Alderink retires after diverse teaching, coaching career

January 11, 2022 (Volume 45, Number 9)
Article by Camryn Snider

headshot of Gordon Alderink

Gordon Alderink retired in December after 37 years at Grand Valley.

Photo Credit: University Communications

After nearly four decades of service, Gordon Alderink, associate professor of physical therapy, retired in December.

In addition to teaching, Alderink volunteered as the Laker baseball team’s pitching coach for 23 years. He said he loved it so much he didn’t need to be paid, and was grateful his teaching schedule allowed him time to coach. 

“It was unbelievable that I could coach and teach," he said. "I was so lucky because I did two things that I really like to do, and I could do it in the same place.”

In 2003, Alderink was named director of the biomechanics research lab, when the Cook-DeVos Center for Health Sciences building opened. He remained the lab director until stepping down a few months ago. Alderink said his colleagues were a big part of what made his time at Grand Valley so enjoyable.

“We have such a collegial group of faculty,” Alderink said. “I feel like they're my best friends. It’s sort of funny to say that, I mean we’re professional colleagues, but I consider them my best friends.”

Alderink also has respect and admiration for his students.

“The students are unbelievable. It’s hard to get into our program. Our students are amazingly gifted, academically,” Alderink said. “They work so hard. We get feedback from our clinical sites, and our students represent themselves and the university unbelievably well.”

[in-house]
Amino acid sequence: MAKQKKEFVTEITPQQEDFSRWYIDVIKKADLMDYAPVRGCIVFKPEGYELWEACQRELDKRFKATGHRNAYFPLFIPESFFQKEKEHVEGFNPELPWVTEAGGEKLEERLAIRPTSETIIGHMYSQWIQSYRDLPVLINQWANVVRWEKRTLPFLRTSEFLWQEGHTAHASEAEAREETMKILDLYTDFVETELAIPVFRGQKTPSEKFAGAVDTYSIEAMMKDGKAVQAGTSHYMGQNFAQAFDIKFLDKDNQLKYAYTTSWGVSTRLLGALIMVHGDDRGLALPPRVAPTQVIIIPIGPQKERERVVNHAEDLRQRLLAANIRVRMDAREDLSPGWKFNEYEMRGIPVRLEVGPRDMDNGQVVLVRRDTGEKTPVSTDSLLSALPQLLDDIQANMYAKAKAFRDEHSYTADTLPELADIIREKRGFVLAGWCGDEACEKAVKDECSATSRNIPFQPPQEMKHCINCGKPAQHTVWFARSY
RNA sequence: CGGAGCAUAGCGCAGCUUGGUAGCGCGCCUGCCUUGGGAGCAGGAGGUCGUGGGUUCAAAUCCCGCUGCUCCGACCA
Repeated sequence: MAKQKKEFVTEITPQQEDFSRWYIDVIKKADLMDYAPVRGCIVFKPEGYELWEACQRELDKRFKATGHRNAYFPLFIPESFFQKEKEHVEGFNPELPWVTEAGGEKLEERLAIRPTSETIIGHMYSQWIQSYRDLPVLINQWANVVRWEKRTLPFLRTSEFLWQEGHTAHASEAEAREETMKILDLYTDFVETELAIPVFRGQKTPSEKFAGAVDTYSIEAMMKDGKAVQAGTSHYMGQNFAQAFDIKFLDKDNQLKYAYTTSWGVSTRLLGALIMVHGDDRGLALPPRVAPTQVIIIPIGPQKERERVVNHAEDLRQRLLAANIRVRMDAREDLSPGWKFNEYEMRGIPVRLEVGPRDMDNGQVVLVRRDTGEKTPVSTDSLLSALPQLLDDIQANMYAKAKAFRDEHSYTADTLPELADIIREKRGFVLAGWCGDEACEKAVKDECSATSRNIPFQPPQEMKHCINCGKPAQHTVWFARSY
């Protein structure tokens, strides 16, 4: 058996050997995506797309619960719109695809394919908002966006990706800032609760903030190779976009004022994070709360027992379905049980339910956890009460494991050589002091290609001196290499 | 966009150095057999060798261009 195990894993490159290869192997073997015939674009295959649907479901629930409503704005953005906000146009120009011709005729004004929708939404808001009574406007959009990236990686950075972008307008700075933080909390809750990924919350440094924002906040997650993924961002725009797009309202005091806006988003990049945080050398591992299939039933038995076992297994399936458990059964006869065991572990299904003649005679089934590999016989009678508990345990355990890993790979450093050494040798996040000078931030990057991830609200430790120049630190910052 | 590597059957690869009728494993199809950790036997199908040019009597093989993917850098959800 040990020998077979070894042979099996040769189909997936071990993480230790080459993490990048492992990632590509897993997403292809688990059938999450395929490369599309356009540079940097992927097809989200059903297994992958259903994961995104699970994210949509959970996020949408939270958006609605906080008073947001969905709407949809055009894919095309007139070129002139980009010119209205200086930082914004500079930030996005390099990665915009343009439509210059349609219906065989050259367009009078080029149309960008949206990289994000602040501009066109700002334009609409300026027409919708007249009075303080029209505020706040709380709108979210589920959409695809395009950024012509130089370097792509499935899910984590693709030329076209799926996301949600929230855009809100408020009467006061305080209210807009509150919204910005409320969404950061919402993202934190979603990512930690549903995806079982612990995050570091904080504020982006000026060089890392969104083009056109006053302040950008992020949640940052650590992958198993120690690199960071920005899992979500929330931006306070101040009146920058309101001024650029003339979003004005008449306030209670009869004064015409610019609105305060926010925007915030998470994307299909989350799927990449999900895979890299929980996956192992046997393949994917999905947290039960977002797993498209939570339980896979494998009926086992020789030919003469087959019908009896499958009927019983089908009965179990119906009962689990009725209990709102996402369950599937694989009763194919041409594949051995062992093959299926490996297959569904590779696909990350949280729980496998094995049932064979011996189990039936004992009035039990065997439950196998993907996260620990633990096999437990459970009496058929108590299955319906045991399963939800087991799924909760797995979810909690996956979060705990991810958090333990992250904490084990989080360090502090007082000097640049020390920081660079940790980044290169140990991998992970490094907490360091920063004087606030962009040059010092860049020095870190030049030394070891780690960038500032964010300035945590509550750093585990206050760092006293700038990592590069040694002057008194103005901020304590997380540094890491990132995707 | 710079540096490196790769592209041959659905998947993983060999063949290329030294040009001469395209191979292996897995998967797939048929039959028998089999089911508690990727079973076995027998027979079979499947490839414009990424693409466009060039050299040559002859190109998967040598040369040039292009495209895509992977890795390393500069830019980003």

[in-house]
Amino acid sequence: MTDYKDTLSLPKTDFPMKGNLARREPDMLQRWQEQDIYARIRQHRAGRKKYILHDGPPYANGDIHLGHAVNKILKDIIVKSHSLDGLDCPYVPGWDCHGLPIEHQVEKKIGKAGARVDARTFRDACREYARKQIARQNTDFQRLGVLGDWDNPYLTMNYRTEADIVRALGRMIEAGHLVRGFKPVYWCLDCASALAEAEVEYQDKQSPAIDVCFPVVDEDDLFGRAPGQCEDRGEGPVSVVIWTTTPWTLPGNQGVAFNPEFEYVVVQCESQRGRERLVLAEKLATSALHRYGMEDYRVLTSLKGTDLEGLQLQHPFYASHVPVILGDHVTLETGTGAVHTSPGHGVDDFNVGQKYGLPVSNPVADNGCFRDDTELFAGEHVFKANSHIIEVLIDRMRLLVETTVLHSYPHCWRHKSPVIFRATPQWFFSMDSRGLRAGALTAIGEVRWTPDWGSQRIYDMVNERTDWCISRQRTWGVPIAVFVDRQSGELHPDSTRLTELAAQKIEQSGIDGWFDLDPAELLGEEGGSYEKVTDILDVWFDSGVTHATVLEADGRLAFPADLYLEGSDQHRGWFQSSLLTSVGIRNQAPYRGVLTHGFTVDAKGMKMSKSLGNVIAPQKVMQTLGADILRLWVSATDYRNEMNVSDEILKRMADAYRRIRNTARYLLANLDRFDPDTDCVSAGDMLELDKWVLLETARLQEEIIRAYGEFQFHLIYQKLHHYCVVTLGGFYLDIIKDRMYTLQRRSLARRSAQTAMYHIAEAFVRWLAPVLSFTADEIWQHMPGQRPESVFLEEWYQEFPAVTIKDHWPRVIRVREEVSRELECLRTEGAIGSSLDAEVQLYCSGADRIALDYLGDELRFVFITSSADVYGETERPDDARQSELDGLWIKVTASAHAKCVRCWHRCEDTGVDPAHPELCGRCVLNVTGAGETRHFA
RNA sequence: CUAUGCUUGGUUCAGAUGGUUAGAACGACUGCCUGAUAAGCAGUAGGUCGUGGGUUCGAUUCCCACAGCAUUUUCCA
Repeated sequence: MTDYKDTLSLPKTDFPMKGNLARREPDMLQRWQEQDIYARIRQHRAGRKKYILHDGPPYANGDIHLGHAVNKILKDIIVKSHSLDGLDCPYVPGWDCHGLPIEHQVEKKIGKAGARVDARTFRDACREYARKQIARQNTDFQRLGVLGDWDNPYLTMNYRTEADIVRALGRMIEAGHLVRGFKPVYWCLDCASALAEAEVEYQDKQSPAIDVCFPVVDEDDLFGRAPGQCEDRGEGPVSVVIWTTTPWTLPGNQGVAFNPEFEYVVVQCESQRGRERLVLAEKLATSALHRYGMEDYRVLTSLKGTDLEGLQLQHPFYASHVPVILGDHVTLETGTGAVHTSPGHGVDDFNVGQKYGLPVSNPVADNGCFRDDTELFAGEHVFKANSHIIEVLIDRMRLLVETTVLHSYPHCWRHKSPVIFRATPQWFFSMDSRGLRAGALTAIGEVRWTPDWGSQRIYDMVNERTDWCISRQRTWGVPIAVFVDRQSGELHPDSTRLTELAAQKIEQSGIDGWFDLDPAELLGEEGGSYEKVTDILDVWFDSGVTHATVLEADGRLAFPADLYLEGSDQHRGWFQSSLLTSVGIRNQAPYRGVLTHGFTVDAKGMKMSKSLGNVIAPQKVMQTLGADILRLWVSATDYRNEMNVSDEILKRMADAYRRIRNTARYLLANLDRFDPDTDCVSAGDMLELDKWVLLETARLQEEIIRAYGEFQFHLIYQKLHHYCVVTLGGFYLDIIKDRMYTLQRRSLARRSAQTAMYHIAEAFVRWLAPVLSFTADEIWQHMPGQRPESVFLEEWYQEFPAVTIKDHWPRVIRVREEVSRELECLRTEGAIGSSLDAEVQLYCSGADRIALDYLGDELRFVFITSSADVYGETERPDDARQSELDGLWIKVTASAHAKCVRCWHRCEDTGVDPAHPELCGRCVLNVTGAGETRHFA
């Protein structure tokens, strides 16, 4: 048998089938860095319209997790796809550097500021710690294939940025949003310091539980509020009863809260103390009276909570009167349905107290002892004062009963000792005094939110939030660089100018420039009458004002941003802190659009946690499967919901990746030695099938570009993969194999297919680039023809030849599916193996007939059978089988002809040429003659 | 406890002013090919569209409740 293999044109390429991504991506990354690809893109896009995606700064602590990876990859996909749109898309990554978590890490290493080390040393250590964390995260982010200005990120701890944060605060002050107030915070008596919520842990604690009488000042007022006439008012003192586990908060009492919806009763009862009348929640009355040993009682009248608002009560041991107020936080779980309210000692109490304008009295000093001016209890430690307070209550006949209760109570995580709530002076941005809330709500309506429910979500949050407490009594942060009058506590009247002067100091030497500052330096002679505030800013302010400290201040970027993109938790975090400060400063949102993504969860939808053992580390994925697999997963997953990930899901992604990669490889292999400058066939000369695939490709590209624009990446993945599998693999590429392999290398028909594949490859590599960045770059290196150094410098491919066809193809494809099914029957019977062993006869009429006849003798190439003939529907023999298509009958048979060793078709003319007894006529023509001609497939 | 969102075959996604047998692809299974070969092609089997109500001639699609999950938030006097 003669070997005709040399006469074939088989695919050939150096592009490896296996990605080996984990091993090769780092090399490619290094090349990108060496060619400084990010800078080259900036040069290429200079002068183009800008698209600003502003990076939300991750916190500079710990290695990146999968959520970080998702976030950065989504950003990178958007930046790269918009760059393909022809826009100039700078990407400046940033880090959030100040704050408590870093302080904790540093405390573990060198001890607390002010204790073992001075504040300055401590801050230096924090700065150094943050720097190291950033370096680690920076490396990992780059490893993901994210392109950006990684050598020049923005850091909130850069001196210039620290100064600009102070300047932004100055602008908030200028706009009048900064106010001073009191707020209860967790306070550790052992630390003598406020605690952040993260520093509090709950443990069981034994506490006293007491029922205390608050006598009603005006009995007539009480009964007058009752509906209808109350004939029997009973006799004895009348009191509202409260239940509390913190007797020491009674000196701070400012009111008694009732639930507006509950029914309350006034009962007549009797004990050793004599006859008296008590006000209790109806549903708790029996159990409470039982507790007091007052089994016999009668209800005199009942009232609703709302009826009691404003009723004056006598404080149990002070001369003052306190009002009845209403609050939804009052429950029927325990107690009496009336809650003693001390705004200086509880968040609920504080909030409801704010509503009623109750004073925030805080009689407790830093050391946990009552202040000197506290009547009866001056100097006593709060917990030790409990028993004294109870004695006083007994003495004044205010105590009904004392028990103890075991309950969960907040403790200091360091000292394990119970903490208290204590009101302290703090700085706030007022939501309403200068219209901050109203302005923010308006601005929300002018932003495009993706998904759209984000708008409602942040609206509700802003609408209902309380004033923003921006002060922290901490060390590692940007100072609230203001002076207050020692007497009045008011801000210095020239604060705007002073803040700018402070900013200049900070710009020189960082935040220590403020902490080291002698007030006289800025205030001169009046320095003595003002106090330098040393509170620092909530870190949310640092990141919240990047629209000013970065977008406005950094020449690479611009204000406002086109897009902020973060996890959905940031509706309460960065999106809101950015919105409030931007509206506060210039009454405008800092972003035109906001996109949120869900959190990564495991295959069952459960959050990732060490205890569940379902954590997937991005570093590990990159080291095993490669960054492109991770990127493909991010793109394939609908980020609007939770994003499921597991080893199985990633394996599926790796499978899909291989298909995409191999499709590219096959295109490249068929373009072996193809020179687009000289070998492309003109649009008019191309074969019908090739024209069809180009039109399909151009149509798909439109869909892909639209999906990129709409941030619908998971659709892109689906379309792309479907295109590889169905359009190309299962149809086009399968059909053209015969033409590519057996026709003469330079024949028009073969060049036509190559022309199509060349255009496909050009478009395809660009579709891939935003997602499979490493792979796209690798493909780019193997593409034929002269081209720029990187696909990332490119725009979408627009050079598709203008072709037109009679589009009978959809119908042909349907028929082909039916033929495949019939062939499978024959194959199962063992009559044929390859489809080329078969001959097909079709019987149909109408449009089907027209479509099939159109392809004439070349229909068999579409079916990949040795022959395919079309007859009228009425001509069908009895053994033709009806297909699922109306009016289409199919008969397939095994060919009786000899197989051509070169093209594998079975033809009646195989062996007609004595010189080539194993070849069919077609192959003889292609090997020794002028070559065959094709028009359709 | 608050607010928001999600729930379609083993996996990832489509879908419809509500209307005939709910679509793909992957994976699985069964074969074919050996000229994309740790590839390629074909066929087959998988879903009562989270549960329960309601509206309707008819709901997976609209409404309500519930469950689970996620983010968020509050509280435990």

Before teaching at Grand Valley, Alderink worked as a physical therapist for four years at the University of Michigan Hospital and then for two years at St. Joseph Mercy Hospital in Ypsilanti.

That experience prepared Alderink for teaching orthopedic and sports physical therapy, with a secondary expertise in manual physical therapy. He also taught biomechanics and assisted in education courses. Alderink has been a part of Grand Valley for nearly as long as the physical therapy department itself. 

“When I came here in 1984, the program was only in its second year,” Alderink said. “We were a baccalaureate program at the time, but then that turned to a master's and then a doctorate program. Our first doctorate class was in 2003.”

Alderink also taught general education courses for the Frederik Meijer Honors College and several humanities courses.

“It was a really refreshing time because I met other people on campus in the arts and humanities,” Alderink said. “When you're teaching in the health science programs, you don’t have time to interact with anybody. It was really a breath of fresh air, and I made lots of new friends over here on the Allendale Campus.”

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This article was last edited on January 11, 2022 at 9:11 a.m.

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